The success of bitcoin and other cryptocurrencies seems to be a less likely and more unpredictable trend for the moment. Little has happened since 2018 to suggest that cryptocurrencies will emerge as a genuinely major rival to traditional fiat ones, despite bitcoin’s recent price rise. More likely than the rise of bitcoin is that of central bank digital currencies. These would run on blockchain and are already being actively investigated by countries such as the UK and China, though their status and likelihood of being implemented remains uncertain.
The energy sector is one where blockchain has had less of an impact but still wields massive potential. Here, its primary influence will be to facilitate peer-to-peer (P2P) renewable energy trading. Presently, installing infrastructure to generate renewable energy is generally considered a poor investment for the everyday consumer, given the large capital costs and difficulties of selling excess energy one’s household does not use. Blockchain, through its ability to facilitate small-scale transactions between actors who do not trust one another, can address the latter of these issues. It does this through P2P trading, which essentially allows anyone within a certain area (known as a microgrid) to directly trade renewable energy they have produced with other participants. Multiple pilots trialling such systems are already in existence, with the Brooklyn Microgrid and Australian start-up Power Ledger prominent examples that have enjoyed local successes. Indeed, a recent report by the latter of these organisations revealed that through blockchain P2P trading, the time it takes for a 15-kWh battery to pay for itself could be almost cut in half from around 16 years down to around eight and a half. Though blockchain isn’t necessarily the only way to conduct P2P trading, it is currently the best one available. The extent of success firms such as Power Ledger achieve could therefore act as a major catalyst in accelerating the transition from central to distributed energy resources.
A notable aspect of blockchain that makes it less obvious as an innovation is that many of the positive changes it has inspired are away from the Western public eye, either in industries that receive little publicity or foreign countries. For instance, the shipping industry has already capitalised on blockchain and pushed its development further. Here, multiple consortiums such as IBM and Maersk’s TradeLens have placed blockchain at the centre of logistical planning. Asian countries have meanwhile harnessed blockchain’s power at a generally quicker rate than Western ones. In South Korea, government has been quick to adopt the technology, with the port city of Busan even earning the designation “regulation-free blockchain zone” after President Moon Jae-In described the progress of blockchain as a “matter of survival”.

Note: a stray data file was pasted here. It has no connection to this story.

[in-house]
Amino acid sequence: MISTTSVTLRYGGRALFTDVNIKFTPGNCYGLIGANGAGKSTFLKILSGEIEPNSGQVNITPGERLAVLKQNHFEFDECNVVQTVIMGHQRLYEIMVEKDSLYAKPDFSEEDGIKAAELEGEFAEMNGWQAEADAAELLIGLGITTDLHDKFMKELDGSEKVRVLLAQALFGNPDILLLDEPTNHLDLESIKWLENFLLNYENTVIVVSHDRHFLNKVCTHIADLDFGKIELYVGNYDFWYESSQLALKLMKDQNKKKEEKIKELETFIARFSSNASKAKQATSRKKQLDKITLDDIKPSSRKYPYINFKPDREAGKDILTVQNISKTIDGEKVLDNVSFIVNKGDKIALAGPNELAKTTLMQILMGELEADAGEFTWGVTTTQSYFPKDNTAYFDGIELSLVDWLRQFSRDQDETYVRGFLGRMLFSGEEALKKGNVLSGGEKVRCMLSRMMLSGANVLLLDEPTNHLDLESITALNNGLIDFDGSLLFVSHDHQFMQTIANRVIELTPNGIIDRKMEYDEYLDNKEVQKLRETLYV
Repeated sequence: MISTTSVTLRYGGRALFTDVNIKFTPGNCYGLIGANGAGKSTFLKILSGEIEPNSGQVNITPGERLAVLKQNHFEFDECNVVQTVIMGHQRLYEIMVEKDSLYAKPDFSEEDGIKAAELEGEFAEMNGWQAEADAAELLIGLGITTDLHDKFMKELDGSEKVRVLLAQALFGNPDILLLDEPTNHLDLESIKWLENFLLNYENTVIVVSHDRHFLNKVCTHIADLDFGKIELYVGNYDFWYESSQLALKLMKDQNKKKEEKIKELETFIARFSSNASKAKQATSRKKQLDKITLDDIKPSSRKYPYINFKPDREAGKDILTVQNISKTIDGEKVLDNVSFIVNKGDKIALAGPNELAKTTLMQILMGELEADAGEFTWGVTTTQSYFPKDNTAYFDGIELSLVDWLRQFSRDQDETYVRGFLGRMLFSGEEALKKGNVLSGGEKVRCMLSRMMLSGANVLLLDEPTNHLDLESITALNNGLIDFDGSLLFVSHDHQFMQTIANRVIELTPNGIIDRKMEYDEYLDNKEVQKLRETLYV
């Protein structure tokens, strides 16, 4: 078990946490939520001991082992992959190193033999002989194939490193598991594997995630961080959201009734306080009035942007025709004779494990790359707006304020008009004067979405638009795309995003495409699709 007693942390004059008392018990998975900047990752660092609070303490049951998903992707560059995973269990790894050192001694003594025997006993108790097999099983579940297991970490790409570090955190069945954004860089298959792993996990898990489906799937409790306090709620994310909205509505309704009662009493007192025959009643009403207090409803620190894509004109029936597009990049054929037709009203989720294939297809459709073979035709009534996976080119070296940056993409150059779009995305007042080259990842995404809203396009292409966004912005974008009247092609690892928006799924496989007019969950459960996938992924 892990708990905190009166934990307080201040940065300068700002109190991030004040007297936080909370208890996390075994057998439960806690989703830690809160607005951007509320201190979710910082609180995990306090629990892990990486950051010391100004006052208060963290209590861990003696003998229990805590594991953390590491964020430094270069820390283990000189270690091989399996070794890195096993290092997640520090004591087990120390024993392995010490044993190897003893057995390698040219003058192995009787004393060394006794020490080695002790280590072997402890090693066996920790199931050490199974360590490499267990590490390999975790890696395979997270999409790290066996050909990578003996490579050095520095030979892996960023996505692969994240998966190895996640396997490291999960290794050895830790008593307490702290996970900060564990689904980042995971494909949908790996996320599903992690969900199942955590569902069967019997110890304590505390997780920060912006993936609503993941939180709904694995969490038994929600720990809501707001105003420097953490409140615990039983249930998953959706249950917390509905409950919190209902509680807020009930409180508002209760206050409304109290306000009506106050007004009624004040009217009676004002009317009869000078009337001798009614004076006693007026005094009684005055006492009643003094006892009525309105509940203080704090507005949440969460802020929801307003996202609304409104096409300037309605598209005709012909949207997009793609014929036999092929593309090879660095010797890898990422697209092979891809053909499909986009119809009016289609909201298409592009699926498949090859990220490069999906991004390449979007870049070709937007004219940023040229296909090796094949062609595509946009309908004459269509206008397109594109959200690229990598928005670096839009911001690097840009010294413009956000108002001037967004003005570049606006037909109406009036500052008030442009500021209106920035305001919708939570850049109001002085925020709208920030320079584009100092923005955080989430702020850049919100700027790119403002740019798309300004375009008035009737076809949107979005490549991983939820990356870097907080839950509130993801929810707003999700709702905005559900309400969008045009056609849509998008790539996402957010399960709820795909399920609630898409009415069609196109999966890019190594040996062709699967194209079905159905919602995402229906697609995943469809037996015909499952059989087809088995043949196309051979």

Despite its massive potential, there are valid criticisms still to be made of blockchain. Despite its proponents’ claims to promote clean energy and saving on transaction costs, mining uses an immense amount of energy, slows down processes and results in transaction fees. Indeed, a University of Cambridge estimate claimed that bitcoin mining uses 0.2% of global energy supply, more than the entirety of Switzerland. Furthermore, bitcoin can only process an average of 4.6 transactions/second, compared to Visa’s 1,700 while also charging a fee of a few dollars per transaction. Security concerns over the technology also linger. The notorious 51% hack, for instance, where an actor gains control of over 50% of the mining power and can reverse transactions, remains elusive to solve. Indeed, just earlier this year Ethereum Classic, which is one of the very largest players in blockchain, saw $5 million drained from it by 51% hackers. Solutions are being promoted to address these issues, with the rise of Proof-of-Stake mining and sharding significantly helping to address inefficiencies and power concerns. However, the development of such processes is far from complete, and structural changes to enhance the security and operation of blockchain technology need to be made before it can reach its full potential.
Ultimately, blockchain will go down as another victim of the Gartner Hype Cycle. This dictates that new innovations tend to result in an initial flurry of mass excitement before disappointment that the technology is not fully ready to use emerges. Then comes our current stage with blockchain, the slope of enlightenment, where people tone down their expectations and learn how the technology may be productive in a possibly more limited way than first expected. As the dot-com bubble demonstrated, any phenomenom can fall foul to this cycle. However, unlike the internet, blockchain’s impact on the world will be and has been far more subtle. While the replacement of cash with crypto seems to still be a long way off, blockchain has had a major impact on certain processes within the shipping and financial industries amongst numerous others. Most of the changes it has inspired, however, are not obvious ones that will “wow” the everyday consumer. Instead, they are working behind the scenes to slowly transform how processes within industry work, resulting in greater efficiency and security.
The views expressed in this article are the author’s own, and may not reflect the opinions of The St Andrews Economist